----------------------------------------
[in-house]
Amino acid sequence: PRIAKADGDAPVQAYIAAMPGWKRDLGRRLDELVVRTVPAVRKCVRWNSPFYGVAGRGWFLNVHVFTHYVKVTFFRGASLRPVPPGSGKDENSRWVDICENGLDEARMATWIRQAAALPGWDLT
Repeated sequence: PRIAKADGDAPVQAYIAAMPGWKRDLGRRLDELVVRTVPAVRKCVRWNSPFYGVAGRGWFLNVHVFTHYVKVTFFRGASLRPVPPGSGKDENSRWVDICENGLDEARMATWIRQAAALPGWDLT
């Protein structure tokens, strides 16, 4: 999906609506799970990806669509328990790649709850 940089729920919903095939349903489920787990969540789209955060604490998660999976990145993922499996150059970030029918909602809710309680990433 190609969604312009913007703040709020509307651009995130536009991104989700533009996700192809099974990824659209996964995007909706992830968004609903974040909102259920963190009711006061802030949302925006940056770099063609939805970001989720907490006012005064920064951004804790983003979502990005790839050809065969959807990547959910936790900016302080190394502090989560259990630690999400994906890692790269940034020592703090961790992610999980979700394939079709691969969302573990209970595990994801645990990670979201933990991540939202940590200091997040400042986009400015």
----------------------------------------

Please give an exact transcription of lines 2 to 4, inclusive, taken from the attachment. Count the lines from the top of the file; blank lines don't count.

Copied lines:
Amino acid sequence: PRIAKADGDAPVQAYIAAMPGWKRDLGRRLDELVVRTVPAVRKCVRWNSPFYGVAGRGWFLNVHVFTHYVKVTFFRGASLRPVPPGSGKDENSRWVDICENGLDEARMATWIRQAAALPGWDLT
Repeated sequence: PRIAKADGDAPVQAYIAAMPGWKRDLGRRLDELVVRTVPAVRKCVRWNSPFYGVAGRGWFLNVHVFTHYVKVTFFRGASLRPVPPGSGKDENSRWVDICENGLDEARMATWIRQAAALPGWDLT
């Protein structure tokens, strides 16, 4: 999906609506799970990806669509328990790649709850 940089729920919903095939349903489920787990969540789209955060604490998660999976990145993922499996150059970030029918909602809710309680990433 190609969604312009913007703040709020509307651009995130536009991104989700533009996700192809099974990824659209996964995007909706992830968004609903974040909102259920963190009711006061802030949302925006940056770099063609939805970001989720907490006012005064920064951004804790983003979502990005790839050809065969959807990547959910936790900016302080190394502090989560259990630690999400994906890692790269940034020592703090961790992610999980979700394939079709691969969302573990209970595990994801645990990670979201933990991540939202940590200091997040400042986009400015």